India is the third largest economy in the world, albeit with a population of 1.3 billion. Indian Healthcare Industry has been growing at a rate 12% per annum. According to an estimate, Indian healthcare spending accounted for 8% of GDP in 2012 and is expected to go up by 12% per annum.
Nonetheless, India is lagging behind in terms of health outcomes when compared to global average. Major population groups in India still do not have access to high quality healthcare. Indian per capita healthcare spending is 109 USD as against the world average of 868 USD in 2010. According to the World Health Organization (WHO) estimate, India had spent only 3.9% GDP (gross domestic product) in health sector in 2011, which was the lowest among the BRICS (Brazil, Russia, India, China, South Africa) nations. Healthcare funding in India is through public funding by state and central governments, private providers (insurers and employers) and individuals, whose out-of-pocket expenditure on healthcare is more than 70%.
Escalating health care costs, especially hospitalization costs are affecting all strata of the society. Chronic ailments can lead to recurring costs, which may adversely impact on the family, more often than not leading to debts. In the prevailing healthcare scenario, health insurance is no more a luxury, but has become a necessity.
According to a World Bank study, 25% of Indian population is covered by some form of health insurance, owing to the significant contribution by government sponsored schemes, while private insurance accounts for 5% of existing coverage. Indian health insurance sector has recorded a growth rate of 34.56% in 2011-12. Market share of private and public insurers in health portfolio is estimated at 40% and 60% respectively for the period 2011-12, with private insurers registering a higher growth rate. Public sector companies comprising National Insurance, New India Assurance, Oriental Insurance, and United India Insurance companies hold 60% of market share. Among the private players, there are four standalone health insurance companies (Star Health, Apollo Munich, Max Bupa and Religare Health), which have received a boost from Insurance Regulatory and Development Authority (IRDA) in 2013, as they are allowed to tie-up with banks. This move is expected to increase health insurance penetration.
Presently various health insurance policies available in the Indian market include individual cover, family floaters, senior citizen policies, employee group insurance policies (standard or tailor made) and policy to cover individual diseases (diabetes, heart disease, AIDS and cancer) to name a few.
Indian healthcare industry valued at 79 billion USD in 2012, is expected to grow phenomenally to 280 billion USD by 2020. With the rise in the Foreign Direct Investment (FDI) cap to 49%, global players are likely to take advantage of the ripe market for health insurance in India.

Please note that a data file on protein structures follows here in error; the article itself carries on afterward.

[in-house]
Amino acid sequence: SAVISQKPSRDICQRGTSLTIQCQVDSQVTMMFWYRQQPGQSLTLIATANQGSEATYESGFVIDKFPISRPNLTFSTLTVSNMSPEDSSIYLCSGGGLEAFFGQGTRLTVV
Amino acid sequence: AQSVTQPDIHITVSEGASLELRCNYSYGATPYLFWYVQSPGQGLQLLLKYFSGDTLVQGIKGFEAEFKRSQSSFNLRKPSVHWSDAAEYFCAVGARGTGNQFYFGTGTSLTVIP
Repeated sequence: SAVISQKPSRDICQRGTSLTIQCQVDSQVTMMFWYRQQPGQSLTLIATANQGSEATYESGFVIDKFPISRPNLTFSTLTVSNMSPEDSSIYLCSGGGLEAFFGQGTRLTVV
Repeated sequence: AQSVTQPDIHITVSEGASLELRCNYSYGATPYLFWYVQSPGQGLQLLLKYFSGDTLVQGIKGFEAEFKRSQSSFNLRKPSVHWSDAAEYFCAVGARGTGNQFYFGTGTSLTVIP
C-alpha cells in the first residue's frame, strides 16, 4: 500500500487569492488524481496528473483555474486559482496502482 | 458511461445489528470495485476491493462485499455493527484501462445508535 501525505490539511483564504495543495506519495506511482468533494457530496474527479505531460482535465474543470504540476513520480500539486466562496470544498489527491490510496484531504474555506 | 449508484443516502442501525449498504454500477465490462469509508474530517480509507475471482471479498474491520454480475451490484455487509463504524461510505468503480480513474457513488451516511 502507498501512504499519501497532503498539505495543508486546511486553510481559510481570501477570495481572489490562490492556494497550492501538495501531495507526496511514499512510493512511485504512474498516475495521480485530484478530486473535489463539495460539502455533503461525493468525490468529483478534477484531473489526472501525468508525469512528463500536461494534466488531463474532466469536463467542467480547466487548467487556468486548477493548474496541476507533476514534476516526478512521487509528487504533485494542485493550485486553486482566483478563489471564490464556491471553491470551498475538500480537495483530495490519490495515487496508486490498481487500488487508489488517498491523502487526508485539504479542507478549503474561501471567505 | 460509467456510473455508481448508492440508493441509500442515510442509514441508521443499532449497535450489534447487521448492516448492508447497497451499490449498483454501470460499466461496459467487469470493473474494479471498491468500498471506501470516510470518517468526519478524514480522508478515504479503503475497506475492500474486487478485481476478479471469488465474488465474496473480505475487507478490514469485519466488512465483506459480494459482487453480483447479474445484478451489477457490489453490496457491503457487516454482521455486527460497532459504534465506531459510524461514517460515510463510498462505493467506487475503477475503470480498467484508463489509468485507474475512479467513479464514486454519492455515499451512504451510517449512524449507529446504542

Currently, health insurance penetration is greatest among the urban middle to high income population. However, insurance sector should facilitate equitable healthcare by expanding to cover rural and lower income sections of the society. In order to be effective, newer products should offer wider than deeper risk coverage, and also cover domiciliary treatment in addition to hospitalization. Health insurance industry has a responsibility to offer fair and inclusive risk coverage of ambulatory, preventive care, long-term care and hospitalization costs at optimal pricing, with continuity and portability options.Challenges faced by the health sector include shortage of qualified man power, variation in the quality of care available, unaffordable private healthcare services, lack of insurance coverage for ambulatory care, non-standardization of healthcare financing and delivery and adverse social determinants such as poor sanitation, malnutrition and unhealthy lifestyle changes.
Major challenges facing the insurance industry can be handled by greater involvement of private insurers, evolution of new business models, innovative and greater use of technology in the whole gamut of insurance operation, standardization of healthcare delivery and funding, and regulatory mechanisms to govern the functioning of healthcare providers and third party administrators. Industry urgently needs evolution of consistent procedure/ treatment specific reimbursement rates, which would eventually benefit all the stakeholders. Already efforts are being made in this direction. The key to success would be the healthy co-existence and co-operation of private and public health insurers to achieve inclusive healthcare delivery and funding.
July 29, 2014: "Health Insurance - Current Trends" was published on LinkedIn
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